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University of Florida research looks to cut growers’ water consumption for freeze protection

The freezes that damaged strawberry crops in 2010 may be a bad memory, but studies are continuing on how growers can best protect their crops in frigid conditions.

University of Florida Professor Michael Dukes recently completed a study on how crops could be protected with sprinklers that use a lower volume of water and better technology during freezes. Growers commonly spray water on the crops to protect them from damaging temperatures.

Dukes’ research showed that growers could use lower-pressure sprinklers and automated systems to turn on sprinklers according to the dew point, not the air temperature. He said the dew point is a more accurate way to judge when farmers need to start their protective irrigation.

Dukes said there hasn’t been a hard freeze since he started his research so work needs to continue to see how low volume sprinklers and the updated technology would work during very low temperatures.

“It’s a step in the right direction,” said Dukes, who works for the university’s Institute of Food and Agricultural Science, often called IFAS.

Dukes’ study is being paid for by the Southwest Florida Water Management District.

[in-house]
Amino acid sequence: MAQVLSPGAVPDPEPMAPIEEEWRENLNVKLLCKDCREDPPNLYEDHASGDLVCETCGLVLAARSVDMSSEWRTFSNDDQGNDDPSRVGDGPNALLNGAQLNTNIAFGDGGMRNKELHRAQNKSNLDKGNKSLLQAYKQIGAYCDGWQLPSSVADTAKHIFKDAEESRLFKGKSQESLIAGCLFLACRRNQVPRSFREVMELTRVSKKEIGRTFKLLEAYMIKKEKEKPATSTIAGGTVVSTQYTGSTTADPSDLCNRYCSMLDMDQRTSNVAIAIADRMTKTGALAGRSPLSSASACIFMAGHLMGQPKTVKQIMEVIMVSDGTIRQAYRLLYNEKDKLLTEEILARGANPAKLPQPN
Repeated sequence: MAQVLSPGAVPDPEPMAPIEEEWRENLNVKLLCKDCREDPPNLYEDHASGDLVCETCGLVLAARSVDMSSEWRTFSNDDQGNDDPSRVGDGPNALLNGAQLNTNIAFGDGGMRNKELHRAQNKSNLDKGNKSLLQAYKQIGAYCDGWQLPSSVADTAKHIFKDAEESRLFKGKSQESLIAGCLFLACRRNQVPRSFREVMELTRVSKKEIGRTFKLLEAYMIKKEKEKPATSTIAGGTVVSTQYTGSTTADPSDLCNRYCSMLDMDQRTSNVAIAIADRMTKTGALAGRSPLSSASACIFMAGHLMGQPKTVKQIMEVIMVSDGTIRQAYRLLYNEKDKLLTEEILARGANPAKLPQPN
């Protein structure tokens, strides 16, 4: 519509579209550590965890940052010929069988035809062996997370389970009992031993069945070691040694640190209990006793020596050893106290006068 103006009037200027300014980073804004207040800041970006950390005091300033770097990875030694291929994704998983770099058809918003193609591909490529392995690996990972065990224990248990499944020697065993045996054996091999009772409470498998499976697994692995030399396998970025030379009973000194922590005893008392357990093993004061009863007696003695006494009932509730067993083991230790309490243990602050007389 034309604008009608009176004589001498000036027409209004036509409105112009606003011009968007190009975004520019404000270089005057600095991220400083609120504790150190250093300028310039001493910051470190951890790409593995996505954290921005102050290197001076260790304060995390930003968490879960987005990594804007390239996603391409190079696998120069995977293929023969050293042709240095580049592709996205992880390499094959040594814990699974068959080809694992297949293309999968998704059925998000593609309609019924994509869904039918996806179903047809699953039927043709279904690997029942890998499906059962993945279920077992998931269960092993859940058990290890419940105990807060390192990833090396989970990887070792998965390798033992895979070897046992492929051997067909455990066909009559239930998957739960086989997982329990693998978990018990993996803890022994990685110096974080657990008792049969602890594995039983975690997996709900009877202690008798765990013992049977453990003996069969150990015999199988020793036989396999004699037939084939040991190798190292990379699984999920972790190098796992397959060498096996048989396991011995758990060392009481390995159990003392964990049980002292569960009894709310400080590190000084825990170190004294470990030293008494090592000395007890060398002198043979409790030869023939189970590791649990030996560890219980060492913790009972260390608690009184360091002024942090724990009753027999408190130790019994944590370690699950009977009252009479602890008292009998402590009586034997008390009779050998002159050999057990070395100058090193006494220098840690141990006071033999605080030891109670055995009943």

The district started funding studies after the 2010 freezes, when farmers pumped an estimated 1 billion gallons of water a day to protect their crops during 11 days of freezing weather in January. The pumping led to about 140 sinkholes and 700 complaints of wells that went dry, at least temporarily.

Water management district staff hydrologist Gio Ijpkemeule said beside the research, her agency also has helped growers pay for projects that would reduce water consumption in a freeze. Experiments have included spraying foam on the berry plants and a tent-like structure over them, she said.

The water management district doesn’t want a repeat of 2010 when water consumption causes problems, she said.

“A big freeze might happen next year,” she said. “It’s best to take precautions now.”

Most of the nation’s winter strawberries are grown on about 11,000 acres in Plant City-Dover.